Winner of the 1973 Pulitzer Prize.
The Optimist's Daughter is the story of Laurel McKelva Hand, a young woman who has left the South and returns, years later, to New Orleans, where her father is dying. After his death, she and her silly young stepmother go back still farther, to the small Mississippi town where she grew up. Alone in the old house, Laurel finally comes to an understanding of the past, herself, and her parents. (From the publisher.)
Eudora Welty was an award-winning writer and photographer who wrote about the American South. Welty was born in Jackson, Mississippi and lived a significant portion of her life in the city's Belhaven neighborhood, where her home has been preserved. She was educated at the Mississippi State College for Women (now called Mississippi University for Women), the University of Wisconsin-Madison, and Columbia University's business school. While at Columbia University, she also was the captain of the women's polo team.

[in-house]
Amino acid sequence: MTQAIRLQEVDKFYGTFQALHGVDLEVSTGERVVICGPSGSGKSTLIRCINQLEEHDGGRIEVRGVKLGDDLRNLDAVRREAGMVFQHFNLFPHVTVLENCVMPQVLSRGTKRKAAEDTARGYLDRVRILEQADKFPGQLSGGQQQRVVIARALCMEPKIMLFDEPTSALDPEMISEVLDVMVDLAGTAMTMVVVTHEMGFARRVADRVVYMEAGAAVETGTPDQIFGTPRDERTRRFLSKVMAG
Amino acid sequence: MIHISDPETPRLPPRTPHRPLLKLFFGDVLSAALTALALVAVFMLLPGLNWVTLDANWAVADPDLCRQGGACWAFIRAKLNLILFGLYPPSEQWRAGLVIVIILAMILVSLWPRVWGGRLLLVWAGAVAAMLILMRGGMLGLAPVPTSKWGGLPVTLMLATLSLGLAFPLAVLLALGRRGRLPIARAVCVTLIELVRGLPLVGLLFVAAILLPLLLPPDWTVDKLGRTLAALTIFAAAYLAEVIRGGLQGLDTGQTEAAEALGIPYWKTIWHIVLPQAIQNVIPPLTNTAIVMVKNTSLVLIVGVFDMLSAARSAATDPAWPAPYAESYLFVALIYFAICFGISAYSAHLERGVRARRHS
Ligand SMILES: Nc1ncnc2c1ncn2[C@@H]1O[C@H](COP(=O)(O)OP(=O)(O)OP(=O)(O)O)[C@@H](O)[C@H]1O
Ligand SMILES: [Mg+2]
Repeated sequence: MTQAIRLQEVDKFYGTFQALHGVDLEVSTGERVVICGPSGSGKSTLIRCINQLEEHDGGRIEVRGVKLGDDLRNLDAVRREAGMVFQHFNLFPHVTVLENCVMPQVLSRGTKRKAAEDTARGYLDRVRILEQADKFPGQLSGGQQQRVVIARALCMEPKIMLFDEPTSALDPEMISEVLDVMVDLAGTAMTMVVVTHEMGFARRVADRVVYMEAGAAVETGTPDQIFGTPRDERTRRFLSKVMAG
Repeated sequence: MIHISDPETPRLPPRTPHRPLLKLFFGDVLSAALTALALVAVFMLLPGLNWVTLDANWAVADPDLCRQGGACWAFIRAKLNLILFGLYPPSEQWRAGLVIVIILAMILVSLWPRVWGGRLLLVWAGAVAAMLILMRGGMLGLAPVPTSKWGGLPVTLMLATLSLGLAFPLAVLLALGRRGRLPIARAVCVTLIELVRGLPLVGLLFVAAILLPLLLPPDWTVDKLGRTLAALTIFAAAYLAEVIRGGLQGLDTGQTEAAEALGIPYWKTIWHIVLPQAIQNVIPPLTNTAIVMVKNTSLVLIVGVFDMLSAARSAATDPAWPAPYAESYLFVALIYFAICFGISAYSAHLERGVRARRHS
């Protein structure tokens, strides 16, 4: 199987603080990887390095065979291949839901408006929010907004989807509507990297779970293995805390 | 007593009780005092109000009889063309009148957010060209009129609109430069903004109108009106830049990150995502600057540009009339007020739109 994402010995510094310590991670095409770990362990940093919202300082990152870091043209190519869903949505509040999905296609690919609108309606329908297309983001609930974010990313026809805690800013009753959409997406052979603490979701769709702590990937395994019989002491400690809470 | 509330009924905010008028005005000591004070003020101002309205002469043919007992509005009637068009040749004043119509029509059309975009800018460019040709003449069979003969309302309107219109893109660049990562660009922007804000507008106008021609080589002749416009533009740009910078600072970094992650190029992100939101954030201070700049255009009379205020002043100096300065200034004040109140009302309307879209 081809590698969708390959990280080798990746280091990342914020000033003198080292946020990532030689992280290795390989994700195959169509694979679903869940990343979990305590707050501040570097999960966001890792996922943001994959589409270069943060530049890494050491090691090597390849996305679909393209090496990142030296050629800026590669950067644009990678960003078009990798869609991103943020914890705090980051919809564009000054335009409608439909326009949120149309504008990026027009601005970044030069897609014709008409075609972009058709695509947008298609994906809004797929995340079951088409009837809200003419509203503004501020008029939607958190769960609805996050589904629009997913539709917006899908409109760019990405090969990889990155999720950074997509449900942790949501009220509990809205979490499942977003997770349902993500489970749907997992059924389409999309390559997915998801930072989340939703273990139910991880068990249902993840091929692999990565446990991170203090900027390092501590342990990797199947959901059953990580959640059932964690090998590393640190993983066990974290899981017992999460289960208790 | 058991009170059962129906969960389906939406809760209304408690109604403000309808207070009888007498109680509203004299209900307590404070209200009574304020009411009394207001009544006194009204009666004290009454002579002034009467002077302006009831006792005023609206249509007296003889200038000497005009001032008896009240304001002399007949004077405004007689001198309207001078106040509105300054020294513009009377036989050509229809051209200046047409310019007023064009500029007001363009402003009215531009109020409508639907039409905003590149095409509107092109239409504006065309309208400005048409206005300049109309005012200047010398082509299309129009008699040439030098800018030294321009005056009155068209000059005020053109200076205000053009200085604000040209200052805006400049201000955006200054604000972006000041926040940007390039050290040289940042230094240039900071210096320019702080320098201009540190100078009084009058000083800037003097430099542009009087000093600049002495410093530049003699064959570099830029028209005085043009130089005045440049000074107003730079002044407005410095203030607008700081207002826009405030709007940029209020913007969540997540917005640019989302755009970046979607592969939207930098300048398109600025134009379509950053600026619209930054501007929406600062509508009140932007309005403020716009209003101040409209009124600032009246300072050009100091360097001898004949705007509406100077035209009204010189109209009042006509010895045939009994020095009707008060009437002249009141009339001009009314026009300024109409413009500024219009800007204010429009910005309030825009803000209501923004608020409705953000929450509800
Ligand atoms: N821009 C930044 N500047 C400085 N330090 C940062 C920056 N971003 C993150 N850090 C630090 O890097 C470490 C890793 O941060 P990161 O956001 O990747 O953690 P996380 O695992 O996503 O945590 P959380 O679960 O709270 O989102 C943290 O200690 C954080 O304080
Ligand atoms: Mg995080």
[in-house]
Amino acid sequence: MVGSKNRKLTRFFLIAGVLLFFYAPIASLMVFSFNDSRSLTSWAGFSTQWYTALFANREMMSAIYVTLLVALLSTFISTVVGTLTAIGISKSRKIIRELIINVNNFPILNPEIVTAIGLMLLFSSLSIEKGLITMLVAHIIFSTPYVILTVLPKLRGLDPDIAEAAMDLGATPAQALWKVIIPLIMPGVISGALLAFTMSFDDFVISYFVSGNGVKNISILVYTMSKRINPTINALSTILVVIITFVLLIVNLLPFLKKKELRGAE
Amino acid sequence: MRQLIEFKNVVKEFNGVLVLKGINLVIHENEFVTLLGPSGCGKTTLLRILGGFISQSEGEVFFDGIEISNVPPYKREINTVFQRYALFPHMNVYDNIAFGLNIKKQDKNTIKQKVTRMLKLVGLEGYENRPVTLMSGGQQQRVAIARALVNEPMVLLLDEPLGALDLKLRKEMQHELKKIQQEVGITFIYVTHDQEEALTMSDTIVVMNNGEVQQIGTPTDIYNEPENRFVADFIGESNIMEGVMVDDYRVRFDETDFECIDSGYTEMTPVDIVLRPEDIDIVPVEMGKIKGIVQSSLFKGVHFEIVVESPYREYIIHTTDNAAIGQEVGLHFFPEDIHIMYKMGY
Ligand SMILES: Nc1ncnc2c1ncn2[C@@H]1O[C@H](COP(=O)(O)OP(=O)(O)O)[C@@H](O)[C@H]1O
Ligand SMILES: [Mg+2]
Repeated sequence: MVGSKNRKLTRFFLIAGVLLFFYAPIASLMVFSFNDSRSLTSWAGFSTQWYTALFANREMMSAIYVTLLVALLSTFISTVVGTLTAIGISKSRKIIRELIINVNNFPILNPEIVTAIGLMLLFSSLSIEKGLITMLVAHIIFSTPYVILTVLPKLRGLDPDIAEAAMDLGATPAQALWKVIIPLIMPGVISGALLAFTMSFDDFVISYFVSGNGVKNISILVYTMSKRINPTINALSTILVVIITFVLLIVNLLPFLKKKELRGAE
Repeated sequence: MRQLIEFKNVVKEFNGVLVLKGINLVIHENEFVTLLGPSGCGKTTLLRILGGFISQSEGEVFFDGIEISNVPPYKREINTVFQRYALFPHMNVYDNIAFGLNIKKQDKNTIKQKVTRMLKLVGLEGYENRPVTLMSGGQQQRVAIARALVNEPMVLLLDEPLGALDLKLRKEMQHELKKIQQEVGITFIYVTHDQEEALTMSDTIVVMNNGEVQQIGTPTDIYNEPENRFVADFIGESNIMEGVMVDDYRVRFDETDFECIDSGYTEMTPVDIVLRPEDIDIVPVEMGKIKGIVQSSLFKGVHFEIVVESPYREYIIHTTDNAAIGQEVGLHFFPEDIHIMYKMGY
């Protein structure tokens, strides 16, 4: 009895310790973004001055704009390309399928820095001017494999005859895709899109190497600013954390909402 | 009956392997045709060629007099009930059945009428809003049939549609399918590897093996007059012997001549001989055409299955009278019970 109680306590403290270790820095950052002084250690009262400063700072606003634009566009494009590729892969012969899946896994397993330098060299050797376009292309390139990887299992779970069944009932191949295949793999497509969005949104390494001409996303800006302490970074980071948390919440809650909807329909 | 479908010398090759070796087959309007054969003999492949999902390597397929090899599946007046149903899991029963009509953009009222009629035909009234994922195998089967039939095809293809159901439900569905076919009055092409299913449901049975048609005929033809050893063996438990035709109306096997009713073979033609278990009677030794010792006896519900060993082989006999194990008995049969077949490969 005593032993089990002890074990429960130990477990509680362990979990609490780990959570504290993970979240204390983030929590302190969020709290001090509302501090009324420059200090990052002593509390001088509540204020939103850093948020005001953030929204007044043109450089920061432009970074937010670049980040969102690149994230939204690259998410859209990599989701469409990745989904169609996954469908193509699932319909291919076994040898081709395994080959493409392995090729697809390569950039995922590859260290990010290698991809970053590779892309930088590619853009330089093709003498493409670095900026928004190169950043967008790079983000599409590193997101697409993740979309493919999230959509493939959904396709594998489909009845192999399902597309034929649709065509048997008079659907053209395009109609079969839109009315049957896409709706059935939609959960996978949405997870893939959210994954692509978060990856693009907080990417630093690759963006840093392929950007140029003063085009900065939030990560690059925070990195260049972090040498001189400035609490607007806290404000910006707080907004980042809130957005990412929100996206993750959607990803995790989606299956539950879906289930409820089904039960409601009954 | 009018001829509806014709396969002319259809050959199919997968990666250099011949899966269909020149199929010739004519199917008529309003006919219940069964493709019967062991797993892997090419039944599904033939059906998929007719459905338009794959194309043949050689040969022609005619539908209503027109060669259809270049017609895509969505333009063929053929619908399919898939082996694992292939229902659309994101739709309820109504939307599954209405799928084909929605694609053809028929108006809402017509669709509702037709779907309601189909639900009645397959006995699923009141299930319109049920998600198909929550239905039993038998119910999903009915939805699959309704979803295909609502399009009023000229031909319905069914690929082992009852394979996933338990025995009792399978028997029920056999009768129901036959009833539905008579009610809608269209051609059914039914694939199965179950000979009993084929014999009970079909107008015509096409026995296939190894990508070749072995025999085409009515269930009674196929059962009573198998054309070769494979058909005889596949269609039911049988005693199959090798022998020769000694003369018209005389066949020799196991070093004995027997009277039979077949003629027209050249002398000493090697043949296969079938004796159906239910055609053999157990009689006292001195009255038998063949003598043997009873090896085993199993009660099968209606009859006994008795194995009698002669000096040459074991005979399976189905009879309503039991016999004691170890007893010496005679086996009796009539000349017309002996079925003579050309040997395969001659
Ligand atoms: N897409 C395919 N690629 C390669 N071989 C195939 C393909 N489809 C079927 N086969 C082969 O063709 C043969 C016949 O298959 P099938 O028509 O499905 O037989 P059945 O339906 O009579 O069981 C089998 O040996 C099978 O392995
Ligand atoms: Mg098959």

During the 1930s, Welty worked as a photographer for the Works Progress Administration. This job sent her all over the state of Mississippi photographing people from all economic and social classes. Collections of her photographs are One Time, One Place and Photographs. Welty's true love was literature, not photography, and she soon devoted her energy to writing fiction.
Her first short story, Death of a Traveling Salesman, appeared in 1936. Her work attracted the attention of Katherine Anne Porter, who became a mentor to her and wrote the foreword to Welty's first collection of short stories, A Curtain of Green, in 1941. The book immediately established Welty as one of American literature's leading lights and featured the legendary short stories A Worn Path, Why I Live at the P.O., and Petrified Man, all of which have been included in many short story anthologies and literature text books through the years.
In 1992 Welty was awarded the Rea Award for the Short Story for her lifetime contributions to the American short story. The Optimist's Daughter won the Pulitzer Prize in 1973. Eudora Welty died of pneumonia in Jackson, at the age of 92. (From Wikipedia.)